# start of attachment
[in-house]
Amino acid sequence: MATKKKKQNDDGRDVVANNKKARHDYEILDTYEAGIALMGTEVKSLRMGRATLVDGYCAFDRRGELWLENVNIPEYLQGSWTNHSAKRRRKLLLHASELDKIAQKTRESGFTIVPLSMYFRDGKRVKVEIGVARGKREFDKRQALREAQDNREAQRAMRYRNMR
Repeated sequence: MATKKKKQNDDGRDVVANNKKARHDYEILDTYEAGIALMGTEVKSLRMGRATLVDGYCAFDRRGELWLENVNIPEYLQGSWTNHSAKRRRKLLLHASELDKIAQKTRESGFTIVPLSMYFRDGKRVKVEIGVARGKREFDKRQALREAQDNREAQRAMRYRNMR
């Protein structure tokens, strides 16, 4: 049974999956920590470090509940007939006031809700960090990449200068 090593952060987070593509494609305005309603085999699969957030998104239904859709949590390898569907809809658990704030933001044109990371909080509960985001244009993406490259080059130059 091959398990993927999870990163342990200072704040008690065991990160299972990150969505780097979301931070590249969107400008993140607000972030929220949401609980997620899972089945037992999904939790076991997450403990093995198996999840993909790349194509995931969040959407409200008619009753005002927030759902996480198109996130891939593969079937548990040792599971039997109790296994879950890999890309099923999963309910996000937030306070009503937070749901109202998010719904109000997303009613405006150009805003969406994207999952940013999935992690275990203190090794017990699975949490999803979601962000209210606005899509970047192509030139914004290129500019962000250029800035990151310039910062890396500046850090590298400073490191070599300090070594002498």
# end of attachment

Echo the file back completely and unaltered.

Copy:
[in-house]
Amino acid sequence: MATKKKKQNDDGRDVVANNKKARHDYEILDTYEAGIALMGTEVKSLRMGRATLVDGYCAFDRRGELWLENVNIPEYLQGSWTNHSAKRRRKLLLHASELDKIAQKTRESGFTIVPLSMYFRDGKRVKVEIGVARGKREFDKRQALREAQDNREAQRAMRYRNMR
Repeated sequence: MATKKKKQNDDGRDVVANNKKARHDYEILDTYEAGIALMGTEVKSLRMGRATLVDGYCAFDRRGELWLENVNIPEYLQGSWTNHSAKRRRKLLLHASELDKIAQKTRESGFTIVPLSMYFRDGKRVKVEIGVARGKREFDKRQALREAQDNREAQRAMRYRNMR
């Protein structure tokens, strides 16, 4: 049974999956920590470090509940007939006031809700960090990449200068 090593952060987070593509494609305005309603085999699969957030998104239904859709949590390898569907809809658990704030933001044109990371909080509960985001244009993406490259080059130059 091959398990993927999870990163342990200072704040008690065991990160299972990150969505780097979301931070590249969107400008993140607000972030929220949401609980997620899972089945037992999904939790076991997450403990093995198996999840993909790349194509995931969040959407409200008619009753005002927030759902996480198109996130891939593969079937548990040792599971039997109790296994879950890999890309099923999963309910996000937030306070009503937070749901109202998010719904109000997303009613405006150009805003969406994207999952940013999935992690275990203190090794017990699975949490999803979601962000209210606005899509970047192509030139914004290129500019962000250029800035990151310039910062890396500046850090590298400073490191070599300090070594002498």